verb; back formation
To send a message or converse with another person utilizing an online messenger system Originally a noun derived from the acronym AIM (America Online Instant Messanger), a variant of back-formation led to the verb, which was then generalized in the manner of Google to refer to a conversation using any of several online messenger programs rather than solely AIM. The development of such a term was necessary as the technology is reasonably new—no single word in the language referred specifically to a conversation held through an online system.
I’ll aim you
Etymology : ‘America’ refers to the country of origin of the program, and where it is most commonly used. The country itself is an eponym, named for Amerigo Vespucci, who claimed to have discovered the New World. ‘Online’ blends the words ‘on’ and ‘line’ indicating using the internet, referred to as a ‘line’ due to the previous need for a cable connection to phone lines. ‘Line’ itself comes from the Old English line, meaning ‘a row of letters.’ Instant comes through Old French and Middle Latin from the Latin instantem, meaning ‘pressing or urgent.’ It refers to the supposed alacrity of the system. ‘Messanger’ comes from the Old French messagier; interestingly, the ‘n’ has no function. Phonetically, it is possible the nasal was more acoustically pleasing next to the affricate than was the vowel, or the velar was easier to say when juxtaposed with the inserted alveolar.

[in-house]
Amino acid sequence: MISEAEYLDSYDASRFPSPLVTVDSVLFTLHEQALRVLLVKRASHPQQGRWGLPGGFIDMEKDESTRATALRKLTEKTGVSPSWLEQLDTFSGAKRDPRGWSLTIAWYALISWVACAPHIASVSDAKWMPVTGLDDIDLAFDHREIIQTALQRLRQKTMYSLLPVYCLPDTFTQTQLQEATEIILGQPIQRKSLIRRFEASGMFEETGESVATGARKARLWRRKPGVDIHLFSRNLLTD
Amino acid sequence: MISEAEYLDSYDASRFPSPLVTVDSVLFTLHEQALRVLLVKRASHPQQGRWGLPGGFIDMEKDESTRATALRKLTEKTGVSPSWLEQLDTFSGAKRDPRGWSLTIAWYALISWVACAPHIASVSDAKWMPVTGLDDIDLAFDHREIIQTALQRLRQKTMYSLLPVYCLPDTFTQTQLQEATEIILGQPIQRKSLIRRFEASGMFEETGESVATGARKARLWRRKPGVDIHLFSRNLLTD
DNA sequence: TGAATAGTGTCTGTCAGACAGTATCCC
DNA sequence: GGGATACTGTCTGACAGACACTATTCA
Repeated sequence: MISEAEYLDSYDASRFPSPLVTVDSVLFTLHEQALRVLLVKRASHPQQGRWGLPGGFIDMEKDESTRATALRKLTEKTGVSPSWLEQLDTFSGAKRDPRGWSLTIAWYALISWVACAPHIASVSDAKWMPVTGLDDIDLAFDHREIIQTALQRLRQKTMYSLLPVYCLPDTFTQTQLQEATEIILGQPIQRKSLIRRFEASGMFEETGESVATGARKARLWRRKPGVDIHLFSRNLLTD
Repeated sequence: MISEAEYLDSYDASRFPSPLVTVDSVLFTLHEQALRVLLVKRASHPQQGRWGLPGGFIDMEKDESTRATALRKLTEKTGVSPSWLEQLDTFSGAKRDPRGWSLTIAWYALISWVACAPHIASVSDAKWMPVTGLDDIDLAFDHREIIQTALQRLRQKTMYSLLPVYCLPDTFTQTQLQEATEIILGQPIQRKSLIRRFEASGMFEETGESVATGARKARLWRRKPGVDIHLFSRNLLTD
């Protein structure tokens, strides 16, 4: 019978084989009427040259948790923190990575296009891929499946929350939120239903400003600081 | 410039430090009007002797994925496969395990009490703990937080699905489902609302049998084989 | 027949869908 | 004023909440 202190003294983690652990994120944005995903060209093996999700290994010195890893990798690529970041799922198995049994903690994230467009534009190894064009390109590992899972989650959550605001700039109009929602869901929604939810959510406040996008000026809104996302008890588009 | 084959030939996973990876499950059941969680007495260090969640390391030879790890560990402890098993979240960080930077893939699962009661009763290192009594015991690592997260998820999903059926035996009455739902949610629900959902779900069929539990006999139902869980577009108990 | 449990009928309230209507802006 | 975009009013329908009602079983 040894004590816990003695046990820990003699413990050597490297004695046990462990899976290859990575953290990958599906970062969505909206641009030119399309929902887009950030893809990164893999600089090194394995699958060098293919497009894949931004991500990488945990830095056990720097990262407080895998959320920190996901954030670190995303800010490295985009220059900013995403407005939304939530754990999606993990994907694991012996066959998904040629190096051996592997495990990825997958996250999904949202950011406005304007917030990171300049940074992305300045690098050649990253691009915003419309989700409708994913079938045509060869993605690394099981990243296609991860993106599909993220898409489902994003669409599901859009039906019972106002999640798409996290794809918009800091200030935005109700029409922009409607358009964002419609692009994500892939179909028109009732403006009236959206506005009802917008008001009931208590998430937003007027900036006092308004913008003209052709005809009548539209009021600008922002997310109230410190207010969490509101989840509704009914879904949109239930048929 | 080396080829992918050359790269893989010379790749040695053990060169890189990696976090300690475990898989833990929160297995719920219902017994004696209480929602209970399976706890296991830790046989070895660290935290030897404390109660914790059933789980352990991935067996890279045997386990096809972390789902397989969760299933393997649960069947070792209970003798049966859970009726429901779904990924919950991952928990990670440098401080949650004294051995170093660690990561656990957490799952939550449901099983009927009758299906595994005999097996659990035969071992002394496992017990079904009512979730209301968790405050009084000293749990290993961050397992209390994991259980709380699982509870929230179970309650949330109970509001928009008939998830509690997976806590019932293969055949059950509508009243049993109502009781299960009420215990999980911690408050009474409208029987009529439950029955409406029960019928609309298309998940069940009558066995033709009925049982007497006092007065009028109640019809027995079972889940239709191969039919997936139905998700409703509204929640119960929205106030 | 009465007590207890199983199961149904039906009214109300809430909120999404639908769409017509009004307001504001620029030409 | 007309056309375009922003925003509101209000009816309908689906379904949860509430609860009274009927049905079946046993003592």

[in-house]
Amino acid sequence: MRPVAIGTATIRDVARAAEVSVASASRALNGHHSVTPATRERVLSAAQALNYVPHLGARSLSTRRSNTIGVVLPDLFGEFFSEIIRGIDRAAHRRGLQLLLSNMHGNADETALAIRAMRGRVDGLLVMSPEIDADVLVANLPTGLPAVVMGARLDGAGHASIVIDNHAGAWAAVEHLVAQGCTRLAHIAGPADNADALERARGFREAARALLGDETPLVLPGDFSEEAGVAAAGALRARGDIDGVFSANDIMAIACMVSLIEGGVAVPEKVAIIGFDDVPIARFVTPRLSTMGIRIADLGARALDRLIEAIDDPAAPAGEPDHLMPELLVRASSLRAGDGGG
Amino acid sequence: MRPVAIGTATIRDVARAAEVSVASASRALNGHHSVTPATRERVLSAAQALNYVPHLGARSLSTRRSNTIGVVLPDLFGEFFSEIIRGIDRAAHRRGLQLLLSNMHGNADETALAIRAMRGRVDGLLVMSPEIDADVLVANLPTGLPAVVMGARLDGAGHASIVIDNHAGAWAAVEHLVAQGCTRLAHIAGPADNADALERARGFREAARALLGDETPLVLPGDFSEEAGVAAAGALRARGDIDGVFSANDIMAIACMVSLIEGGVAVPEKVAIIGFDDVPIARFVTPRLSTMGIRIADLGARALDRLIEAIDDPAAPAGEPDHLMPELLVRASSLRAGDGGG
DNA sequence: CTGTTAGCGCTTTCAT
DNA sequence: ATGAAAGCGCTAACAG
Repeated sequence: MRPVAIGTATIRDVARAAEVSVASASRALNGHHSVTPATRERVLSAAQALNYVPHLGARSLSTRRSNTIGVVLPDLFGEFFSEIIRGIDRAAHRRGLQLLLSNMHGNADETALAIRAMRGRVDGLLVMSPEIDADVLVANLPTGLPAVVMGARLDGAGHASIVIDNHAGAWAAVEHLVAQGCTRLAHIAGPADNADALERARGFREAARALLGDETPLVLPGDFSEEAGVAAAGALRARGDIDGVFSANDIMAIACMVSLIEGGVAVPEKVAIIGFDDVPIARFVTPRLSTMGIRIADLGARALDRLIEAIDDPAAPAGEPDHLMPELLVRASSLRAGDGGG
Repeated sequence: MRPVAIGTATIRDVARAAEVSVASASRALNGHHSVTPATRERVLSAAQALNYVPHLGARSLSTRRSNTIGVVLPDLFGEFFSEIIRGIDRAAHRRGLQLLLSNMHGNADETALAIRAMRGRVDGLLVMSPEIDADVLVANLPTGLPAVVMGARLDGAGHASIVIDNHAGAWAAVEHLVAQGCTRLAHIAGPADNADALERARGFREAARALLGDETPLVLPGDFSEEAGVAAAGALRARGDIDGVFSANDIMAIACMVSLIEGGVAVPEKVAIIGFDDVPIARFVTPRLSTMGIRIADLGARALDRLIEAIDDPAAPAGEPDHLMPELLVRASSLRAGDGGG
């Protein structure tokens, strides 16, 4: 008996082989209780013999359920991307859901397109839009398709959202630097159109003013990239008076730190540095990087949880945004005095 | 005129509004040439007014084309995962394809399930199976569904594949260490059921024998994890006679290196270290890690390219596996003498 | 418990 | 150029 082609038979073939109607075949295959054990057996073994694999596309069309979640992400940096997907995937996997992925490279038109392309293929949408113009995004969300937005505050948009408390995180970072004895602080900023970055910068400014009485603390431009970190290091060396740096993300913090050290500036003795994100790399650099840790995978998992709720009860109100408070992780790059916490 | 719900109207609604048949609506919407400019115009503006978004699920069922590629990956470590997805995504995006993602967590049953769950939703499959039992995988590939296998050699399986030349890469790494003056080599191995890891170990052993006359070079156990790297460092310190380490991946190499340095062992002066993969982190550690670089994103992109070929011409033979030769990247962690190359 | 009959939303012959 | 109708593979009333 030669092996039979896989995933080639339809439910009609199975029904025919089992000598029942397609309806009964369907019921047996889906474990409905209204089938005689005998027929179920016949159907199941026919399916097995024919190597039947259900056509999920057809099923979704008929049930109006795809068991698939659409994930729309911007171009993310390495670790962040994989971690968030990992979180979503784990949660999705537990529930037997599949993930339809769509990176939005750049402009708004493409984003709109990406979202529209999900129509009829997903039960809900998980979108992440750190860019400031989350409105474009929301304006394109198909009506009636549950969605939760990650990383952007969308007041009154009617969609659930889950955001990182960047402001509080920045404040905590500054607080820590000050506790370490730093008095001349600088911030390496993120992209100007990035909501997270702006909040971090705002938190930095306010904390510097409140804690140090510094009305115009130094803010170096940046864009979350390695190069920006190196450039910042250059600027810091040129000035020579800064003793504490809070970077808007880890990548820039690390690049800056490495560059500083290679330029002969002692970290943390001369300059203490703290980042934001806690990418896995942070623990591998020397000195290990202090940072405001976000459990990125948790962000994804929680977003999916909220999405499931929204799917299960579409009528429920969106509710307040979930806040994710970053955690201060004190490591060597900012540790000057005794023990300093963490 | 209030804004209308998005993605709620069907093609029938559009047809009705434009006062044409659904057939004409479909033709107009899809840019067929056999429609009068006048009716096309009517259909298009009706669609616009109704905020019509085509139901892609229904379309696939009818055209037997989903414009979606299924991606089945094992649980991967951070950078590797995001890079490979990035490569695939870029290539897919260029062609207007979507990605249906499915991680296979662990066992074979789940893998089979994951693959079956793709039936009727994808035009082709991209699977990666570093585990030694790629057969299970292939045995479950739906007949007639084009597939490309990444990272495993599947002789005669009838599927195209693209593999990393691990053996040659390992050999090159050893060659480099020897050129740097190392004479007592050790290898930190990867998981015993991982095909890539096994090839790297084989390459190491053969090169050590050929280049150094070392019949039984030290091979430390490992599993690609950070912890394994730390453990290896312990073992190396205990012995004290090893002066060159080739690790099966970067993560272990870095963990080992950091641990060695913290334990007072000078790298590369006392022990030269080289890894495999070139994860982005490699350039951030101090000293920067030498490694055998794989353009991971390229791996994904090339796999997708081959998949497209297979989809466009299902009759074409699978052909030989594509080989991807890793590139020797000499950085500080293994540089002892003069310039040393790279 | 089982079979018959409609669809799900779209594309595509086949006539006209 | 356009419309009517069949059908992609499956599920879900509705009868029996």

Source : Rice student ECR
Last modified: 10 June 2008